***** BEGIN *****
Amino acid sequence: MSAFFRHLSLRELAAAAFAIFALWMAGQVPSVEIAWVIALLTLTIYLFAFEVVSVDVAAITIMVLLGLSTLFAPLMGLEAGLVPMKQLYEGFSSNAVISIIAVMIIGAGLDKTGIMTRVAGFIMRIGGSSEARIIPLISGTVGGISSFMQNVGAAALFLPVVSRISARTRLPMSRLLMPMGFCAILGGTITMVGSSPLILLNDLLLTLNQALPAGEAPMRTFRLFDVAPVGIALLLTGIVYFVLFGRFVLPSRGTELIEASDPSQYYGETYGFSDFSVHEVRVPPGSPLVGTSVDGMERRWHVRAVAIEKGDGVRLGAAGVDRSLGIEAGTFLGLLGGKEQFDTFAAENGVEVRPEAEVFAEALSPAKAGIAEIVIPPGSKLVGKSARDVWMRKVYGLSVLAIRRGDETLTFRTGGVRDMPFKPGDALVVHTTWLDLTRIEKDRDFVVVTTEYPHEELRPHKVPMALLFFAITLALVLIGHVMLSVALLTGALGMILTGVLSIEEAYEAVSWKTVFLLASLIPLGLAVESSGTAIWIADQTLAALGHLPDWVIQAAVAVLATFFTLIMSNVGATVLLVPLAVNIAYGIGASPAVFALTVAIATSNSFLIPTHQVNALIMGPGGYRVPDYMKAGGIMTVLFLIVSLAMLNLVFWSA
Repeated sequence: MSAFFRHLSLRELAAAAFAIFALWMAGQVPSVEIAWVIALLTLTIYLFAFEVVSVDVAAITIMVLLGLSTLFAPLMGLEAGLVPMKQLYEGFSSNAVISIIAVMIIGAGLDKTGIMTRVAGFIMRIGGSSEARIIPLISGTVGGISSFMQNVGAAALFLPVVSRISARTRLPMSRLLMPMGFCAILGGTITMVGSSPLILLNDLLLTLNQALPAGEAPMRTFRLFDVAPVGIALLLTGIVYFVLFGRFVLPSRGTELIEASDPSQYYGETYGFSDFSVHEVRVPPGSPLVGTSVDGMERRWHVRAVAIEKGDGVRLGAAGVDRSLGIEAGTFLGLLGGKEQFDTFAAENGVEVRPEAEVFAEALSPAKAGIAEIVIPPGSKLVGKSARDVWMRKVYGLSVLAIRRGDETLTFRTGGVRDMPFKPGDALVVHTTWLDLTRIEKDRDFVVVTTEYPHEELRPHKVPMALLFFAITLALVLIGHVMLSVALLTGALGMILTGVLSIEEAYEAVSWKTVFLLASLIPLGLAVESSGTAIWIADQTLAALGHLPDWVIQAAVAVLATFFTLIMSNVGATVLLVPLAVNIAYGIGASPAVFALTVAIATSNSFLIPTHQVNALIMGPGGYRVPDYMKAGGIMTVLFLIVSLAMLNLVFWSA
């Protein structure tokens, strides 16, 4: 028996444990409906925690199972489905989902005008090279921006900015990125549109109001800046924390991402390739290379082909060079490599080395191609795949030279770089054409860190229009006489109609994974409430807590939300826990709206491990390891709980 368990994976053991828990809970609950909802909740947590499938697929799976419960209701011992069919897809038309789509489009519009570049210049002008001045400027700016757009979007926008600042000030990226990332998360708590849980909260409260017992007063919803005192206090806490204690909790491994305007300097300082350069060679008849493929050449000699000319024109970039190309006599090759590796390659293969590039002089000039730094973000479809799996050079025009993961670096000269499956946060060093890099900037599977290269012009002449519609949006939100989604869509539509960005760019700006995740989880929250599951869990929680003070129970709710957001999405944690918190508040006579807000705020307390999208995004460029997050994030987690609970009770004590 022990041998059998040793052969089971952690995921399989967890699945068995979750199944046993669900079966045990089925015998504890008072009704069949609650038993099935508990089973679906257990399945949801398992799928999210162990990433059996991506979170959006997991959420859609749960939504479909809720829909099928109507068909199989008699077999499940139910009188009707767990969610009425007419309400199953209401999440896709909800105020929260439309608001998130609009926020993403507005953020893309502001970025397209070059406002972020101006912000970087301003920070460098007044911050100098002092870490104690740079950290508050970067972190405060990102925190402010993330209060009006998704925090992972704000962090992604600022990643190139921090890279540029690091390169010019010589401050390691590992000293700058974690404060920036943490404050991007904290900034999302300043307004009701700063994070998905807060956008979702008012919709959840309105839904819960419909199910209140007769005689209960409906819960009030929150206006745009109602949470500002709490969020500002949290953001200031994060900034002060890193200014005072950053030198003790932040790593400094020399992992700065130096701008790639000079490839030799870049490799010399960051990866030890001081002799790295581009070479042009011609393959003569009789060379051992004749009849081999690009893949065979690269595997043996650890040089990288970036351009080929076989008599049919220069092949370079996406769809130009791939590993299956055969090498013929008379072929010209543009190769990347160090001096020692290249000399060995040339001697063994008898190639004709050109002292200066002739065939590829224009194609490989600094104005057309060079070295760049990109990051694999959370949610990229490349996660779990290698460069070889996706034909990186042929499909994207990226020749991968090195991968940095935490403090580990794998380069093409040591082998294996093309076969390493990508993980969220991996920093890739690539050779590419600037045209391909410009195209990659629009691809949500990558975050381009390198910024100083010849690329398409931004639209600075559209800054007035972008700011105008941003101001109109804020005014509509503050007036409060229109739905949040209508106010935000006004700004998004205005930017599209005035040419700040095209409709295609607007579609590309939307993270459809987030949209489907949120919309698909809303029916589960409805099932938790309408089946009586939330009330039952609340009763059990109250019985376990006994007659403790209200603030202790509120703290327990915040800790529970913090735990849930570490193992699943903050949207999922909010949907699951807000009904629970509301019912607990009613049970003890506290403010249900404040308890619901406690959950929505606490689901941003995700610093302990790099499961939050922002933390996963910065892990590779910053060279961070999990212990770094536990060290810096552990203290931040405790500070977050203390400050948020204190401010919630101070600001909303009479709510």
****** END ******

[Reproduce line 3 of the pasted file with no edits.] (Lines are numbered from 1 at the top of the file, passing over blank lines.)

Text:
């Protein structure tokens, strides 16, 4: 028996444990409906925690199972489905989902005008090279921006900015990125549109109001800046924390991402390739290379082909060079490599080395191609795949030279770089054409860190229009006489109609994974409430807590939300826990709206491990390891709980 368990994976053991828990809970609950909802909740947590499938697929799976419960209701011992069919897809038309789509489009519009570049210049002008001045400027700016757009979007926008600042000030990226990332998360708590849980909260409260017992007063919803005192206090806490204690909790491994305007300097300082350069060679008849493929050449000699000319024109970039190309006599090759590796390659293969590039002089000039730094973000479809799996050079025009993961670096000269499956946060060093890099900037599977290269012009002449519609949006939100989604869509539509960005760019700006995740989880929250599951869990929680003070129970709710957001999405944690918190508040006579807000705020307390999208995004460029997050994030987690609970009770004590 022990041998059998040793052969089971952690995921399989967890699945068995979750199944046993669900079966045990089925015998504890008072009704069949609650038993099935508990089973679906257990399945949801398992799928999210162990990433059996991506979170959006997991959420859609749960939504479909809720829909099928109507068909199989008699077999499940139910009188009707767990969610009425007419309400199953209401999440896709909800105020929260439309608001998130609009926020993403507005953020893309502001970025397209070059406002972020101006912000970087301003920070460098007044911050100098002092870490104690740079950290508050970067972190405060990102925190402010993330209060009006998704925090992972704000962090992604600022990643190139921090890279540029690091390169010019010589401050390691590992000293700058974690404060920036943490404050991007904290900034999302300043307004009701700063994070998905807060956008979702008012919709959840309105839904819960419909199910209140007769005689209960409906819960009030929150206006745009109602949470500002709490969020500002949290953001200031994060900034002060890193200014005072950053030198003790932040790593400094020399992992700065130096701008790639000079490839030799870049490799010399960051990866030890001081002799790295581009070479042009011609393959003569009789060379051992004749009849081999690009893949065979690269595997043996650890040089990288970036351009080929076989008599049919220069092949370079996406769809130009791939590993299956055969090498013929008379072929010209543009190769990347160090001096020692290249000399060995040339001697063994008898190639004709050109002292200066002739065939590829224009194609490989600094104005057309060079070295760049990109990051694999959370949610990229490349996660779990290698460069070889996706034909990186042929499909994207990226020749991968090195991968940095935490403090580990794998380069093409040591082998294996093309076969390493990508993980969220991996920093890739690539050779590419600037045209391909410009195209990659629009691809949500990558975050381009390198910024100083010849690329398409931004639209600075559209800054007035972008700011105008941003101001109109804020005014509509503050007036409060229109739905949040209508106010935000006004700004998004205005930017599209005035040419700040095209409709295609607007579609590309939307993270459809987030949209489907949120919309698909809303029916589960409805099932938790309408089946009586939330009330039952609340009763059990109250019985376990006994007659403790209200603030202790509120703290327990915040800790529970913090735990849930570490193992699943903050949207999922909010949907699951807000009904629970509301019912607990009613049970003890506290403010249900404040308890619901406690959950929505606490689901941003995700610093302990790099499961939050922002933390996963910065892990590779910053060279961070999990212990770094536990060290810096552990203290931040405790500070977050203390400050948020204190401010919630101070600001909303009479709510």